In the rhythmically striated and fluidly undulating contours of Lichtraum (Sandrelief), Heinz Mack captures the fragile balance between stillness and movement, making visible the tension between matter and force. Molecules of sand, their colour imperceptibly shivering between modulations of gold and amber, flow over an elongated surface, stretching over a metre long. Abandoning the precepts of traditional composition, Mack manipulates the grains into a structure of parallel ridges and furrows. Within this ordered configuration, each element is minutely different: perpendiculars waver, peaks grow closer together, sandy valleys become progressively shallower. For Mack, this arrangement, simultaneously apprehended both as a unified Gestalt form and as an interplay of components, sets up the dynamic visual vibrations which underpin his practice. ‘”[S]tructure” in the sense of “unity”, overall form, is destructible, but its elements remain in their unadulterated diversity,’ Mack described the effect he sought. ‘To me such an element of structure is, for instance, a number of parallel straight lines in a horizontal or vertical arrangement. The pattern of such lines is infinitely variable; the principle involved is the simultaneous and recurring sequence of the lines. […] Individual parallel zones gradually transform themselves from zone to zone, while at the same time they retain their distinct but mutual character – in this way they are brought into vibration’ (H. Mack, quoted in ZERO, exh. cat., Stedelijk Museum, Amsterdam 2015, p. 371).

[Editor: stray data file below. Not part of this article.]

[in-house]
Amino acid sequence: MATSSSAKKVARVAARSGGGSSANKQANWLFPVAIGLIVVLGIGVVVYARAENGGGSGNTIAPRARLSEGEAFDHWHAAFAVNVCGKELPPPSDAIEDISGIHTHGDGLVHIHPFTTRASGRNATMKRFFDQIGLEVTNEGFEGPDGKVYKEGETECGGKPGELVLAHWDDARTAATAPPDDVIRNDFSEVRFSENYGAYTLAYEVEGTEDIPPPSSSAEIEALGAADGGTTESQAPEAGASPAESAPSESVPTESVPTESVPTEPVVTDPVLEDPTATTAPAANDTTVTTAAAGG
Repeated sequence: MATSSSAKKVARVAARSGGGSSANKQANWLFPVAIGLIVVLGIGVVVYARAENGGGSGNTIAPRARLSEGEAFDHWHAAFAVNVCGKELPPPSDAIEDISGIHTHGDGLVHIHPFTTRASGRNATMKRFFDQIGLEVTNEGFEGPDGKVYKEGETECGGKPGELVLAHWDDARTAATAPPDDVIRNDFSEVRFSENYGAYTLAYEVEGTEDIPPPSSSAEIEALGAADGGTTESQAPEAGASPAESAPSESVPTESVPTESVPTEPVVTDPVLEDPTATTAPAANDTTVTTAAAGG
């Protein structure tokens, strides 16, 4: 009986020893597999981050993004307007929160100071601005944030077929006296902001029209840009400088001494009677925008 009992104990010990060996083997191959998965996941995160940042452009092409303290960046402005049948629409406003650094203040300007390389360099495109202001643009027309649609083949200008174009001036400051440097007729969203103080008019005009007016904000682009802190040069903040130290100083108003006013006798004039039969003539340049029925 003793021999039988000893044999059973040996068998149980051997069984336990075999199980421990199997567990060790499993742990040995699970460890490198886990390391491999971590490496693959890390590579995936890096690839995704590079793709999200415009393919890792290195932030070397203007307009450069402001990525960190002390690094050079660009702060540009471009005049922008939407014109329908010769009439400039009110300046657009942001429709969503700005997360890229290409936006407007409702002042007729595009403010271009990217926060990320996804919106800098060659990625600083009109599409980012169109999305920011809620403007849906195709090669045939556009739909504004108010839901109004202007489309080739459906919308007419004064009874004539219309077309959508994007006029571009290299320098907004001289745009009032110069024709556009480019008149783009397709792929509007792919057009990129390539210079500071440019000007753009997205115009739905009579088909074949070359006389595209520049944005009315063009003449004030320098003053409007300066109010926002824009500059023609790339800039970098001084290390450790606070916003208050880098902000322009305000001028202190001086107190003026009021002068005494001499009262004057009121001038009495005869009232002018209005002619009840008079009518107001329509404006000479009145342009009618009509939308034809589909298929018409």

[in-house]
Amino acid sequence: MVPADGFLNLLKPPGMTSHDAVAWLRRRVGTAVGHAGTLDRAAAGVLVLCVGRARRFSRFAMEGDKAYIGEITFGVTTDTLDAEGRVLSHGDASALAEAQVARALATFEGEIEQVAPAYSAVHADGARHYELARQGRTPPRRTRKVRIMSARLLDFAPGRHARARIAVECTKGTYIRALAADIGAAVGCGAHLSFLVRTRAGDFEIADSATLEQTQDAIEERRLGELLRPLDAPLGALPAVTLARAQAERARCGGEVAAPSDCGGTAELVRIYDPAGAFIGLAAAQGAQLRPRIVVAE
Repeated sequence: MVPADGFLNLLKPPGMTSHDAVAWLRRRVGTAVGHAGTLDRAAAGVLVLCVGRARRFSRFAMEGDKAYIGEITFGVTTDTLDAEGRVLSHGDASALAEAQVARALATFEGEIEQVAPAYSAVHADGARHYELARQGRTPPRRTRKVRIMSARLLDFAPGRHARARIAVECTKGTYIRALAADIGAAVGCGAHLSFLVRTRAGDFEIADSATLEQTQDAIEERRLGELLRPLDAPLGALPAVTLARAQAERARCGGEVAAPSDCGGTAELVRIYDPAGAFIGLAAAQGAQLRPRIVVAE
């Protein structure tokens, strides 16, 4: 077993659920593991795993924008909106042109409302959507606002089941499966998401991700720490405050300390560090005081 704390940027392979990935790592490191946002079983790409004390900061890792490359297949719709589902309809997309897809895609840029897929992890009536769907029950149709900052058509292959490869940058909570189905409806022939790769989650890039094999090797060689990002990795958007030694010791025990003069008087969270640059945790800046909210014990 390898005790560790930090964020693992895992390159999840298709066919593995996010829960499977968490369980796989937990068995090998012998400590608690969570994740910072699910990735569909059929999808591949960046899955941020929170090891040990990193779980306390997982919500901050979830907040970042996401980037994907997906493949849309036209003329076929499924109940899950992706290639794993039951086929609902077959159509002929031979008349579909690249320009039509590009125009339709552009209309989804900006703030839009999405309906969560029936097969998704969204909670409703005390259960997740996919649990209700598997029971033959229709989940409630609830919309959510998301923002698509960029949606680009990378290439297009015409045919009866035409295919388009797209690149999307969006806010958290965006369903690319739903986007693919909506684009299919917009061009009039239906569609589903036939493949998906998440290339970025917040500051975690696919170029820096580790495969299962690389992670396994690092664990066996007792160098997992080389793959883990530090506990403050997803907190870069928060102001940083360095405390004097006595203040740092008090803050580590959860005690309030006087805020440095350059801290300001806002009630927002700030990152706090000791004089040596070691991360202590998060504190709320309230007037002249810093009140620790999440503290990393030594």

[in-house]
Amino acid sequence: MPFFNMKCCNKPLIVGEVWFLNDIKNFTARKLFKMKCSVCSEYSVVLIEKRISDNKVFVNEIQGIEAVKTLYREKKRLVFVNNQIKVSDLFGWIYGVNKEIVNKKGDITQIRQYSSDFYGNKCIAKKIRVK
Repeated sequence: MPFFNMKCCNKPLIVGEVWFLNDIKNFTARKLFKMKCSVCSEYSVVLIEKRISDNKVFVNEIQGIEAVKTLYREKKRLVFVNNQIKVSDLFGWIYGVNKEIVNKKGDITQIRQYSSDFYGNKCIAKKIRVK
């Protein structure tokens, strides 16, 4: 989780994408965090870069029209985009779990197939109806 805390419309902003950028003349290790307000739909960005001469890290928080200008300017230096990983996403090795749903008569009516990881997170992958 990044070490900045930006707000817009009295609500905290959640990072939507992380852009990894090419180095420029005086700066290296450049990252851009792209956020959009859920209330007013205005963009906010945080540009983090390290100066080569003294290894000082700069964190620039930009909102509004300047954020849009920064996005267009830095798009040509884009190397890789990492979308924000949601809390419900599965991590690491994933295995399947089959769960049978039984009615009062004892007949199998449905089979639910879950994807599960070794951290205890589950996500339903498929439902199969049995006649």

Executed in 1958, Lichtraum (Sandrelief) marks a key moment in the artist’s practice. The previous year, Mack, together with the artist Otto Piene, had founded the avant-garde Zero group, which sought to transmute art by refracting it through light, space and energy. These principles were epitomised in Mack’s most ambitious work of this time, the Sahara Project. Detailed in the third edition of the Zero journal in 1961, and embarked upon in the African desert a year later, the Sahara Project played on the artist’s mind since at least 1959. Mack envisioned a fusion of the new dimension of art with an immeasurable, otherworldly expanse: a series of installations in the desert would make manifest its elemental energy. The blazing Saharan light was to be concentrated in mirrored walls and towering steles; immense artificial suns would rotate in perpetual motion; immaterial, reflective membranes would float in the sky. Among these proposals was one for a delimiting passe-partout zone, made up of surfaces upon which sand would accumulate, their form determined by the interaction of static electricity and restless wind: ‘These reliefs are the labyrinths of the wind, which carries the sand through the air. A series of glass sheets is arranged in the sand. Because of their resistance, the flying sand forms artificial structures and modulations, seen in their full plasticity in the light of the sinking sun’ (H. Mack, quoted in ZERO, exh. cat., Stedelijk Museum, Amsterdam 2015, p. 377). Crystallising this utopian moment in its modulated, vibrating form, Lichtraum (Sandrelief) foreshadows Mack’s later investigations into the intangible forces of the universe.